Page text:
Cashier Laura Giannotta pointed at the gold-and-black calico cat that was roaming near the tomatoes in the store’s produce section.
“That cat is what made the Saints win on Thursday,” said Giannotta, 63, who works at Breaux Mart on Magazine Street, where the newest Saints sensation — dubbed the “WhoCat” — made a special appearance Saturday morning.
The cat, whose real name is Zoey, is 2 years old and goes everywhere with her owner, Randall Pumilia, 36, a lifelong New Orleanian who lives in Algiers.
Images of Zoey seated on Pumilia’s lap at the Saints game Thursday night went viral, making her a de facto symbol of the WhoDat nation.
Pumilia was able to bring her into the Superdome because he has a doctor’s letter certifying her as an official “companion animal” that helps alleviate his anxiety. Others might call her an emotional-support animal.
Pumilia sums it up in less medical terms. “She’s my companionship,” he said.
Zoey most often perches on his shoulder. Sometimes, in unfamiliar places, he puts her on a leash. Occasionally, she meows to tell him that she wants to go to her safe place, the pink and melon paisley Vera Bradley cat carrier that she’s so accustomed to that she can open the zippers from the inside.
Thursday marked Zoey’s first visit to the Dome, and some believe she was the lucky charm that pushed the 1-4 Saints to defeat previously unbeaten Atlanta.
So should Pumilia take her to every game?
Giannotta nodded at the idea. “The Saints can use everything they can get at this point,” she said as she scanned Charlotte D’Ooge’s groceries.
“I believe, too. You never know what’s going to make the Saints win,” said D’Ooge, recalling one season when the Saints scored a touchdown every time she went to the bathroom. Because Saints fans have long held superstitions about what makes the team win or lose, her friends began pressuring her to spend the majority of the game in the john, she said with a grimace.
Of course, most house cats would lose their cool if someone tried to carry them into a stadium filled with thousands of screaming strangers. But Zoey wasn’t scared, Pumilia said: “If she’s scared, she gives me crazy meows. That means that I should put her in the bag.”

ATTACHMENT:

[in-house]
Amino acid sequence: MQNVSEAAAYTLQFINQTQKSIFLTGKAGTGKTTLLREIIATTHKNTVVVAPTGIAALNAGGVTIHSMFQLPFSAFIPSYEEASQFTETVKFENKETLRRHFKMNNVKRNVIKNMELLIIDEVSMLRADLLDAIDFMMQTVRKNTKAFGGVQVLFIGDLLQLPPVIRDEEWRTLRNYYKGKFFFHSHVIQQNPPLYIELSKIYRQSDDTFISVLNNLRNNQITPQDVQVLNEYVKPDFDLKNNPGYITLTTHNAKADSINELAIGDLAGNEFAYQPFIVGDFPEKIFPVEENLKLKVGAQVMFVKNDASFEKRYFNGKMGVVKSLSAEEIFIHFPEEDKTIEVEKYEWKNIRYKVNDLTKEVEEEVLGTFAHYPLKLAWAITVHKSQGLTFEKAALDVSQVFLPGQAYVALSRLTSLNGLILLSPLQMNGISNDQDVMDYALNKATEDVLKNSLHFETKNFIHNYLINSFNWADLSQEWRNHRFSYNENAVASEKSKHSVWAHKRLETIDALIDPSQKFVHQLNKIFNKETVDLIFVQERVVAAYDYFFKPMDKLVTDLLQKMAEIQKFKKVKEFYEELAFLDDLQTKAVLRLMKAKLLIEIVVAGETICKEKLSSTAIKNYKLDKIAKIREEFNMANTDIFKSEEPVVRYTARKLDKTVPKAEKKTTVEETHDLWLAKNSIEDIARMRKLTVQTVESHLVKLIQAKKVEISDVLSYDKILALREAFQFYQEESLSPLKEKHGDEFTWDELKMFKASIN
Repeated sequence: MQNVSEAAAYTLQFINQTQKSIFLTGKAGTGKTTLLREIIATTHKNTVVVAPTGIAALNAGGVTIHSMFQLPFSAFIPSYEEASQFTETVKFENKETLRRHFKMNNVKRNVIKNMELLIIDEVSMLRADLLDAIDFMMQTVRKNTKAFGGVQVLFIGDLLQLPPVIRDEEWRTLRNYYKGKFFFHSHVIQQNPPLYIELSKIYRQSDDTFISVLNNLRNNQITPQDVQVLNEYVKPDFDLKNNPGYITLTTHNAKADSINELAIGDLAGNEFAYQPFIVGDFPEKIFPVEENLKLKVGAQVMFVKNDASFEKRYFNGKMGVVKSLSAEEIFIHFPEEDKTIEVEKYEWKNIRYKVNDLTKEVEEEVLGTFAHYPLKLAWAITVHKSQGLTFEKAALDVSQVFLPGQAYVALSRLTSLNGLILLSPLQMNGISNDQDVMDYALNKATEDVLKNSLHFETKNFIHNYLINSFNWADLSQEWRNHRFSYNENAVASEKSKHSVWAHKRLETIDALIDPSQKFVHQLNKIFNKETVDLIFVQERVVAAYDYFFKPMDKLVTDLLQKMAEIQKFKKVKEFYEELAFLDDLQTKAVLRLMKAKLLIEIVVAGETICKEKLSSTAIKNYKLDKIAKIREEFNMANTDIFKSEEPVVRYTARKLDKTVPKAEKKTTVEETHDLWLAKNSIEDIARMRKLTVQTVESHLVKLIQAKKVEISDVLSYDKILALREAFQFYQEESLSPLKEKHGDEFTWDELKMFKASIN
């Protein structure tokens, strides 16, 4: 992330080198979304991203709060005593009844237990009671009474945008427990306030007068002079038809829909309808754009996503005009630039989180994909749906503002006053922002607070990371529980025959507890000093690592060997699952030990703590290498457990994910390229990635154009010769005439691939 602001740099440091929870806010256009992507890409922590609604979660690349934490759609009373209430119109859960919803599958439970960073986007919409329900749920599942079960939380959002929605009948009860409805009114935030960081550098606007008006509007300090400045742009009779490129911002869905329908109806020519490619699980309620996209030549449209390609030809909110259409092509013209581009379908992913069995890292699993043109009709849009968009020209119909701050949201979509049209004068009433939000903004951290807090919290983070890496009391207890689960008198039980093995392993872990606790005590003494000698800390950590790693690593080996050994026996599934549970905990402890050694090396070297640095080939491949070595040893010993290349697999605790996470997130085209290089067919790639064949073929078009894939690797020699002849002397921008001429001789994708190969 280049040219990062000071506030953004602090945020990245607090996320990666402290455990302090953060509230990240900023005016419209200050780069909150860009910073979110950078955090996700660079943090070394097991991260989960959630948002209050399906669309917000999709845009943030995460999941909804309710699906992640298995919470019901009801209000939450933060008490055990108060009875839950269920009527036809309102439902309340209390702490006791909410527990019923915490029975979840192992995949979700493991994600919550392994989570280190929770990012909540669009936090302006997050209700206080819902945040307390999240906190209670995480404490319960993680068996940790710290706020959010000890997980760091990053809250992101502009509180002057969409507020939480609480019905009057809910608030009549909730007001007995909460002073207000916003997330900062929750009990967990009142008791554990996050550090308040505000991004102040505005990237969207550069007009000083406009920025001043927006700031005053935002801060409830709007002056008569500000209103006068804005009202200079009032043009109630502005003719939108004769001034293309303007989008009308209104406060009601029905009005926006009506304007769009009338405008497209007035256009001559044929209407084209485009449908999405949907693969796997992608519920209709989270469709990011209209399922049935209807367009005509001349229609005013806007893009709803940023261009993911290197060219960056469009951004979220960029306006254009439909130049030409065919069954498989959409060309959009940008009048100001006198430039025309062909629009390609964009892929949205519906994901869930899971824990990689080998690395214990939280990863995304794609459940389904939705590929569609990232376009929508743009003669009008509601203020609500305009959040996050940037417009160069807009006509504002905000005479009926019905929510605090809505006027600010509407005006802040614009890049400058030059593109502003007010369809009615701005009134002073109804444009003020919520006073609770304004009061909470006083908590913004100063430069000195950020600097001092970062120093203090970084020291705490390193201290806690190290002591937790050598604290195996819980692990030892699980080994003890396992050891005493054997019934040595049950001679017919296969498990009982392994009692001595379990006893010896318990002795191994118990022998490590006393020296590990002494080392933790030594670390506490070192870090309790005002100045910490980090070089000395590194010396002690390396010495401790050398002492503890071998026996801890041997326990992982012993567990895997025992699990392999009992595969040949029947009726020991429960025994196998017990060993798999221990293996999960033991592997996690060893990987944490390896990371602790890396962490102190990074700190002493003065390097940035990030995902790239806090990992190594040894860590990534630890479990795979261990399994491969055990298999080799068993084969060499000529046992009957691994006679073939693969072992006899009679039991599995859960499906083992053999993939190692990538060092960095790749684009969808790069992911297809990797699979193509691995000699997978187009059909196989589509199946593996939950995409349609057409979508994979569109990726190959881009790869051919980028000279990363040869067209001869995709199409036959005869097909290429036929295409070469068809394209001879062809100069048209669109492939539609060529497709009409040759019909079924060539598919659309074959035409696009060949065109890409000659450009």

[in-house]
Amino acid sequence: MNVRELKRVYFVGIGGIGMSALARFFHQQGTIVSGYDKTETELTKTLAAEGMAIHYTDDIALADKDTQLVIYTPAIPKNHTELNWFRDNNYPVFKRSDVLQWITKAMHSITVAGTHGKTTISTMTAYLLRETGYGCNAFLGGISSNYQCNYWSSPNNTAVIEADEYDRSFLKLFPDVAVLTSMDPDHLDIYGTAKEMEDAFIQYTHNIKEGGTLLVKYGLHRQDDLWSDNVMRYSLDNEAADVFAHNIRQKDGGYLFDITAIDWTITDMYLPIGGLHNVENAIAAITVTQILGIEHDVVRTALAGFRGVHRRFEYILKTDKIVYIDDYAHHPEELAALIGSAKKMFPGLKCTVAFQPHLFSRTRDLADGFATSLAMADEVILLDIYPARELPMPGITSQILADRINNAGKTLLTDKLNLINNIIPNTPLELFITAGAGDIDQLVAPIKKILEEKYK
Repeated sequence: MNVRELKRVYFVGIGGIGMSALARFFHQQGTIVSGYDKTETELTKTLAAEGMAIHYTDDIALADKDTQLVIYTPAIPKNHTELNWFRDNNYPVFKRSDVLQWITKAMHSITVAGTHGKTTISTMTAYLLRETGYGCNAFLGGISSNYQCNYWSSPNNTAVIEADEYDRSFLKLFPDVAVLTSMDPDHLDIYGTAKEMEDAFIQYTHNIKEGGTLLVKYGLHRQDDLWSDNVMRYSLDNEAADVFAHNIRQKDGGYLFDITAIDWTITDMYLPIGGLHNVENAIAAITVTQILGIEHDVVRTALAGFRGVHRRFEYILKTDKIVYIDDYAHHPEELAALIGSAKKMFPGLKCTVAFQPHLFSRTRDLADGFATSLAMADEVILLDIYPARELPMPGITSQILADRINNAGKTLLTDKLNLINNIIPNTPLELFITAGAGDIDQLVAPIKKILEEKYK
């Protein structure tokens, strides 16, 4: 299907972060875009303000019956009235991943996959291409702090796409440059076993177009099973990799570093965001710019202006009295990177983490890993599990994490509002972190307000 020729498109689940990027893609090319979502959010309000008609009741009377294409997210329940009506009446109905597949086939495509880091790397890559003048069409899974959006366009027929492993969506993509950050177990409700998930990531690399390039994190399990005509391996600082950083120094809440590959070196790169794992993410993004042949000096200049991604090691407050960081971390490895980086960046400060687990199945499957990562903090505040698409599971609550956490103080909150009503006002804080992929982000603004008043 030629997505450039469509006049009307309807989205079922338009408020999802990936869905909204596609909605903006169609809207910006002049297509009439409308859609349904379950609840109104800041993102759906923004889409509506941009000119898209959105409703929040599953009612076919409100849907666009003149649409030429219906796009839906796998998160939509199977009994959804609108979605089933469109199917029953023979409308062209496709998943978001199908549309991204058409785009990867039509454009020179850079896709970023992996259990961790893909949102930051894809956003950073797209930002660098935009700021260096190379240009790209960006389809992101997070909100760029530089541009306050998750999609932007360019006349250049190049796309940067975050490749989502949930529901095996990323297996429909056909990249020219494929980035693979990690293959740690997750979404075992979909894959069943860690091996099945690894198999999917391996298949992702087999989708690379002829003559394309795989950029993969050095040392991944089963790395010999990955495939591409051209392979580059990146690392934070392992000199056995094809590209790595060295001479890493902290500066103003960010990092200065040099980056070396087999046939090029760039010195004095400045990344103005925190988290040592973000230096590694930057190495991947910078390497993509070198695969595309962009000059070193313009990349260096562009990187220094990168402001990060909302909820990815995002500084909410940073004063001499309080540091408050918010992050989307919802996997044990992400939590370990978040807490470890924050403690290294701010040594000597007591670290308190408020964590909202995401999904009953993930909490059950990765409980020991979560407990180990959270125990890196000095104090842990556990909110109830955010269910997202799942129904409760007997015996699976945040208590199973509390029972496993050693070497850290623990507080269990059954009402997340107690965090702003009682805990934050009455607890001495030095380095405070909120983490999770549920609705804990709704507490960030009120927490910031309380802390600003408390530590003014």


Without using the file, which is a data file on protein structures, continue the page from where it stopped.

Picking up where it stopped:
In fact, Zoey is cool under most circumstances, Pumilia said. She perches easily on his shoulder at Carnival parades and doesn’t get flustered on the levee for July 4th fireworks.
“If I go somewhere without Zoey, I feel lost. I feel like something’s missing. I’m looking around,” he said. “She keeps my anxiety down. With her, I can sleep.”
When he was first diagnosed with anxiety a few years ago, his doctor prescribed him some medicine. But he didn’t like the medicine’s effects, so he got rid of the pills and got the cat.
“She curls up by my leg and purrs, purrs, purrs. Then I can sleep. It works,” Pumilia said.
Even if Zoey is a few rooms away, she senses when he’s sad. “I could call my ex-wife and we could disagree about something,” he said — somehow Zoey senses his mood. “She comes right to my legs, curls up and purrs. I don’t even know how she knows. But she knows and she comes.”
Pumilia is going through a double-whammy of life changes right now: He recently lost his job as an environmental consultant and split from his wife. So he sold the two Saints season tickets he’d held in Section 624 for 12 years — partly because he was financially pinched and partly because he’d always gone to the games with his wife, he said.
But he found himself itching to see Thursday’s big rivalry game in person. So he bought a single ticket off the sidewalk. He thought maybe he could embark on a quiet new tradition, just him and Zoey.
But soon his new tradition involved the entire WhoDat nation.
When someone tweeted their photo on Thursday, he was in Section 624, visiting friends. He had no idea that his furry companion would become such a sensation.
Pumilia grinned broadly Saturday as several Breaux Mart shoppers thanked him for Thursday’s surprise victory.
“I think she was lucky,” he said, stroking his now-famous companion. “How else did we spank Atlanta like that?”